The cruel manner of how some elders connived with parents to end the life of a child suffering from mental disorder popped up at a meeting of mental healthcare practitioners.

The child (identity withheld) had the life terminated by the parents and some  elders of Mile 14, when the infant believed to be ‘Nsuoba’ (River Baby) was put on a stream in the farming community at dawn.

Not even the arrival of mental health team dispatched to the area could save the life of the poor baby who exhibited signs of mental-neurologic condition.

A Mental Health Nurse at the St. Peter’s Hospital at Jacobu who led the team of practitioners arrived at the community after the incident.

Francis Kwaku Addoe recounted how some elders responded to their arrival in the area after they took them through specialist care and support available for such children with special needs.

“There was a situation I witnessed that a child had to be sent back because they said he is an ‘Nsuoba’.

“It had to be put back on the water for the child to be sent away,” he said.

“I went on an outreach but unfortunately, I got there very late and on meeting the elders of the community to explain to them why we came there, I was given this information that I didn’t come early because at dawn, they sent a child back to where the child was coming from.

“They said the child was an ‘Nsuoba’ so he was sent back to the rivers from which the child was given to,” Mr. Addoe recounted.

Mental Health Practitioners www.myjoyonline.com
Mental Health Practitioners in Ashanti region at the training workshop

The revelation comes at a time when mental health practitioners are advocating for public support for children with mental health needs.

They say despite improved service delivery and availability of trained care providers, some belief systems continue to encourage the abuse of children with mental disorders.

The practitioners want to see an end to such beliefs that have led to the killing and abuse of many children.

“Children that are called “Nsuoba” (River babies), “Bosom Ba” (Son of Deity)  and other stuff, they are being treated in inhumane way,” Mr. Addoe observed.

Participants at a day’s workshop on Mental Health organized for caregivers in the Ashanti region on Friday September 3, 2021 gave different accounts of how some children with mental disorder are abused and killed.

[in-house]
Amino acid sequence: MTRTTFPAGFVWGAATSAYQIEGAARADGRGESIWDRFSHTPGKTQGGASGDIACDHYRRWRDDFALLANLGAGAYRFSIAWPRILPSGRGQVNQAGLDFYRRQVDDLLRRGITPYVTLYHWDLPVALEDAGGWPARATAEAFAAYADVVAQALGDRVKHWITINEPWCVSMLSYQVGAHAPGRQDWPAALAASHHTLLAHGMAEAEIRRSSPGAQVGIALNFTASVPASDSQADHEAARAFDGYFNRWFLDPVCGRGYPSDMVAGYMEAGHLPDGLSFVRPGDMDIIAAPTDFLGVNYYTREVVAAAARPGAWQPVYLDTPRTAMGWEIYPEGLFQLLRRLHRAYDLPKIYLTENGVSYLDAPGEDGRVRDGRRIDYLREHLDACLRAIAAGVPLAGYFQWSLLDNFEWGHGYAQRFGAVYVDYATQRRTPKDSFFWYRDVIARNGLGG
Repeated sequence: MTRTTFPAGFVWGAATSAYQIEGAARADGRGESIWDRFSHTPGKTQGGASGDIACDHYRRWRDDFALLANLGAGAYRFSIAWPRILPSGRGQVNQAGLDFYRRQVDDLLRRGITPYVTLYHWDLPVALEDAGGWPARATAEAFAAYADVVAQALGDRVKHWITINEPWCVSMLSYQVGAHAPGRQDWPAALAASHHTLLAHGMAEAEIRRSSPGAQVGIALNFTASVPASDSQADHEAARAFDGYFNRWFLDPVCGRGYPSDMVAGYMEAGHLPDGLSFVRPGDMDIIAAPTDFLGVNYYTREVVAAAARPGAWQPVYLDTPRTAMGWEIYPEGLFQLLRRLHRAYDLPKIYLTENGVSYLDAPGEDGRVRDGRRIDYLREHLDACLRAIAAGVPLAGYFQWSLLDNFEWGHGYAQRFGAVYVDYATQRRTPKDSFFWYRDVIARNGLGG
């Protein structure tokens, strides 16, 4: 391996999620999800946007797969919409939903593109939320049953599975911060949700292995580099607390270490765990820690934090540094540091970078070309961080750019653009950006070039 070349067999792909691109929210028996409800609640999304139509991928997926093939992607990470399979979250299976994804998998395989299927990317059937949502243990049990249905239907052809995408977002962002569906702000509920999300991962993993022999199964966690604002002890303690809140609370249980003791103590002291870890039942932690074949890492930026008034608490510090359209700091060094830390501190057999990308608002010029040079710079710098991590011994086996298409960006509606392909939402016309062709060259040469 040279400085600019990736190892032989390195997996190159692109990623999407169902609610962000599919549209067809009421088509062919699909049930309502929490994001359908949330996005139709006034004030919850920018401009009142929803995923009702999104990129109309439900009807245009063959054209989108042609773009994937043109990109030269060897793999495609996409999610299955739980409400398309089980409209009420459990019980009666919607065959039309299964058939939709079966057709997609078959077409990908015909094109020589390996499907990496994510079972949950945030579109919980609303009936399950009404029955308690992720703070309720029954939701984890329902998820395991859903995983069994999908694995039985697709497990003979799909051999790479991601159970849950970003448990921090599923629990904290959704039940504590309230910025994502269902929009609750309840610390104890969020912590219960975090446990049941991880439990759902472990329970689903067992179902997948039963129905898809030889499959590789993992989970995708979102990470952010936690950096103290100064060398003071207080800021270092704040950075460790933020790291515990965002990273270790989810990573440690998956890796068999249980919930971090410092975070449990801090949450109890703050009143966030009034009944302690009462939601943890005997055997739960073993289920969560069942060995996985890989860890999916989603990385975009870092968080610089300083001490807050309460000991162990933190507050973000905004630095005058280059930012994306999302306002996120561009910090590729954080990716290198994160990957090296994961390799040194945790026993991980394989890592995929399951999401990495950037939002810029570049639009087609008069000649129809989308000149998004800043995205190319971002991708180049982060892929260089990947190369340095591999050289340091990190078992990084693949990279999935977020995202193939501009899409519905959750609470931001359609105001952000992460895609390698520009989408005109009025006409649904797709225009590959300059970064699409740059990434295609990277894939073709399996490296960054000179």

The discussion focused on why, despite improved resources and trained workers, children with mental illnesses continue to suffer.

Participants included Community Mental Health Nurses, Clinical Psychiatric officers and Community Mental Health Officers.

A Child and Adolescent Health Specialist at KATH, Dr. Ruth Charlotte Sackey, observed that until such beliefs are eradicated, many more children with mental-neurologic disorders will continue to be abused.

“The kind of belief systems that have been attached to disorders that are related to what we call mental-neurologic children are very disturbing,” she said.

“In our communities, these children are suffering, receiving harsh treatment  and punishments, being neglected  and some as bad as being dumped into rivers just because the belief system is that these children emanated from river bodies  or they are demons or evil spirits,” she added.

Meanwhile, the Ashanti Regional Mental Health Coordinator, Faustina Nuako underscored the need to continuously build capacity of mental healthcare practitioners to identify and support such children in their areas of operations.

“Sometimes taking care of the children who have developmental conditions is a bit of a challenge for them. Though they have knowledge of taking care of them, sometimes there are challenges so we organized this for them to upgrade their knowledge and also learn about new ways in taking care of these children.”



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